This version of Emma is a 79-page re-write. It has large print, different text from the original opening, and is about a sixth the size of the original book by Jane Austen. There is no indication in the description that it is not the full text of the original. I can't tell if it was written for children, or as a summary for someone who hasn't read the book. The other reviews refer to it as a French edition but it is only in English. The ISBN also refers to a French edition. Readers should know that it's a summary.
Emma is one of Austen's and my least favorite characters. Most matchmakers are bossy types and are universally in the MYOB (mind your own business) crowd. Sometimes she is definitely mean-spirited. She could have more positively spent her time perfecting her musicianship or working on her artistic talent. The illustrations were a reminder of the dress of the time and the households as well.
It was fun to compare the movies available as well. The British BBC production definitely had the better casting. How would you feel about marrying someone 16 years your senior? The women of Austen's time had some issues we would not cope with as well.The book is definitely an eye-opener on Austen as an early Women's Lib advocate. We don't realize how good we have it. We can do anything we want these days.
How did this get good reviews? Either it is in desperate need of an editor or it is a bad translation. I only got a chapter in because of the gibberish-like quality. Take this passage, for example: "How turned into she to undergo the trade?—It changed into proper that her buddy turned into going only half of a mile from them; but Emma was conscious that incredible have to be the distinction between a Mrs. Weston, only 1/2 a mile from them, and a Miss Taylor within the house; and with all her benefits, herbal and home, she become now in top notch hazard of tormented by intellectual solitude." I ended up downloading a different version, which reads much better.
I would of probably not have read Austin for awhile if not brought to my attention by the late Patrick Obrian. I found it interesting that thew super masculine author of Master and Commander + the 21 volumes that followed -would so often dedicate his books to Jane Austin. The few existing interviews that exist of Obrian also quote him as listing Austin as one of his main literary idols. I therefore read Emma and thoroughly enjoyed it with the psychological factors --just like Obrian- being the standout element. Emma resembles a person who has many character defects due to her high society upbringing and blood ties. This type of character sets the stage for interesting insights in to human nature in relation to types of control that people have on others. Emma enjoys moving people around like pieces of chess. She finds satisfaction in the cause and effect of social situations involving people and a unhealthy interest in being in control of others destiny. Emma is a character study of a person who, due to a higher class in society, employs a convoluted or almost perverse sense of ethics in relation to the importance of socioeconomic status. This story is important because it shows how higher classes of people form their own subculture based on degree of wealth or mainly in the times of Emma--blood ties. These deviations of the equlibrium in socio-climate can lead to some very mean spirited people such as the negative qualities of Emma. Emma is an interesting case because she begins to see the light and changes for the better throughout. I am not giving away anything by saying this because it is apparent from the beginning. The beauty of this story is watching the changes. This seemed to me to be advanced in the psychological/satirical elements such as the father who's intelligence level is constantly poked fun at indirectly. Austen is darkly comedic with her repition on her father always turning to topics such as the weather or the temperature of the room to indicate Emmas and her fathers cultered/acedemic differences. I have read very lightly about anagrams in Austins work and i feel the father figure represent the standard male dominance of the time. As an author speaking through her fiction i feel she is making an early woman's power statement hidden within the character of her father and Emmas intellectual divide. We often find Emma separating herself to talk to her friends that are on her level trying to escape her father. Emma is a strong character and we see her battle with her own demons and attempt to fix her own faults. I did not get the feel that this was primitive due to the time it was written. I felt like i was reading a deep character study with very smart psychological elements.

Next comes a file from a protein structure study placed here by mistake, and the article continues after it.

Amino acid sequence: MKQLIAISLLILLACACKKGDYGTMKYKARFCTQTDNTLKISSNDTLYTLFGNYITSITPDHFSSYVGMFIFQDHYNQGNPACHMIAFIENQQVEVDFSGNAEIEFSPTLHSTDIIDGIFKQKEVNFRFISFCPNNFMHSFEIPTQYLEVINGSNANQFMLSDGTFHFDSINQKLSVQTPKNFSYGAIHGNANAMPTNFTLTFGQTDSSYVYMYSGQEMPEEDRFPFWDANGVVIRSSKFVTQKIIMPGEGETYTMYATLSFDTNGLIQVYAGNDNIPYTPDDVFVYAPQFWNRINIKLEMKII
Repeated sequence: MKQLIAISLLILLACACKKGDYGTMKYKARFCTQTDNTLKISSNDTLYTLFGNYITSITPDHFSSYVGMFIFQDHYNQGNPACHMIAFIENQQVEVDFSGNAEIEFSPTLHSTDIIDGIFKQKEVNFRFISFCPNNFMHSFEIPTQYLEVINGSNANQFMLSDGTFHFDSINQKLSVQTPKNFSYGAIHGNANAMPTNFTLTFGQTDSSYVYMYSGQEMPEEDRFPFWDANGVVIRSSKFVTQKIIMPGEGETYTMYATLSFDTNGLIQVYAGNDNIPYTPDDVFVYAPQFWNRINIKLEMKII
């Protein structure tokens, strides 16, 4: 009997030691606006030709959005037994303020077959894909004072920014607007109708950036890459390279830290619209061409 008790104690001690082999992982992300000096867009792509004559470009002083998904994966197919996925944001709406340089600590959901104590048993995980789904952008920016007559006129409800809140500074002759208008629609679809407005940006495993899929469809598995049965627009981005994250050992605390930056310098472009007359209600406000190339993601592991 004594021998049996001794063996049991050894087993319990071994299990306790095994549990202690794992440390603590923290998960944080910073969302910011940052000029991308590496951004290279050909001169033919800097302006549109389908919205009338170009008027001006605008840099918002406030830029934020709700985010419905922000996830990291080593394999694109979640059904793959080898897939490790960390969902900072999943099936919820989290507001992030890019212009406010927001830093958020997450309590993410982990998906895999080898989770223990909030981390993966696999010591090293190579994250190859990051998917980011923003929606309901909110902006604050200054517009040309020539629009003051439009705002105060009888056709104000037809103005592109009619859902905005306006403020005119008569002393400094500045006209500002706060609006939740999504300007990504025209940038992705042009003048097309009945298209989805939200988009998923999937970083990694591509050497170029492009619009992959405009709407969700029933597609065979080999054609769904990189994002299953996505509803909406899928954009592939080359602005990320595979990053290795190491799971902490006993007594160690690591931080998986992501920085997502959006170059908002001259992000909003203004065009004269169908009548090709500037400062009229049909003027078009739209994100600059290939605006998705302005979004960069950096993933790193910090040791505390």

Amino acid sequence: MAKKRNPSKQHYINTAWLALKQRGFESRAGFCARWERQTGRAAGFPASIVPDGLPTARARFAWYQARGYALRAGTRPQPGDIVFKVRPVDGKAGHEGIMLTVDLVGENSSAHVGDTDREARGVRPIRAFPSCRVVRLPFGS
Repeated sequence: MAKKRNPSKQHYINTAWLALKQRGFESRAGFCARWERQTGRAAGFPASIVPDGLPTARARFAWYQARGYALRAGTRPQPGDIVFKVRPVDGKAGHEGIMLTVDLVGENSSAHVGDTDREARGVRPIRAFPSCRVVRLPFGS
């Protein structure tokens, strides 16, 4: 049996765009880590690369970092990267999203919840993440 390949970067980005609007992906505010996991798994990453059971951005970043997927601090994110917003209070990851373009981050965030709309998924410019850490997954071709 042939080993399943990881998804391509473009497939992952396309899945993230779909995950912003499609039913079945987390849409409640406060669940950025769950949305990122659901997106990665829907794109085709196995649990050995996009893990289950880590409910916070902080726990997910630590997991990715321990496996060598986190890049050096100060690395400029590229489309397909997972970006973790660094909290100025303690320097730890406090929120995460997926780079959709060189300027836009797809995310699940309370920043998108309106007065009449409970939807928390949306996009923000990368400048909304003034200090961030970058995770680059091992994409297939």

The illustrations weren't really helpful for the enjoyment of the book, but overall I liked it.
There is no better title for this book than Emma. Even when the book is told in third person, we mostly follow her point of view, which at time it was really annoying. Emma was judgemental, vain and she thinks she is better than everyone. Honestly, I don't think we are suppose to like her, but somehow, someway, I wished for her happiness and I felt bad for her.
Anyways, I really loved part 3. I got excited at the very end...
"If I loved you less, I might be able to talk about it more. But you know what I am.— You hear nothing but truth from me.—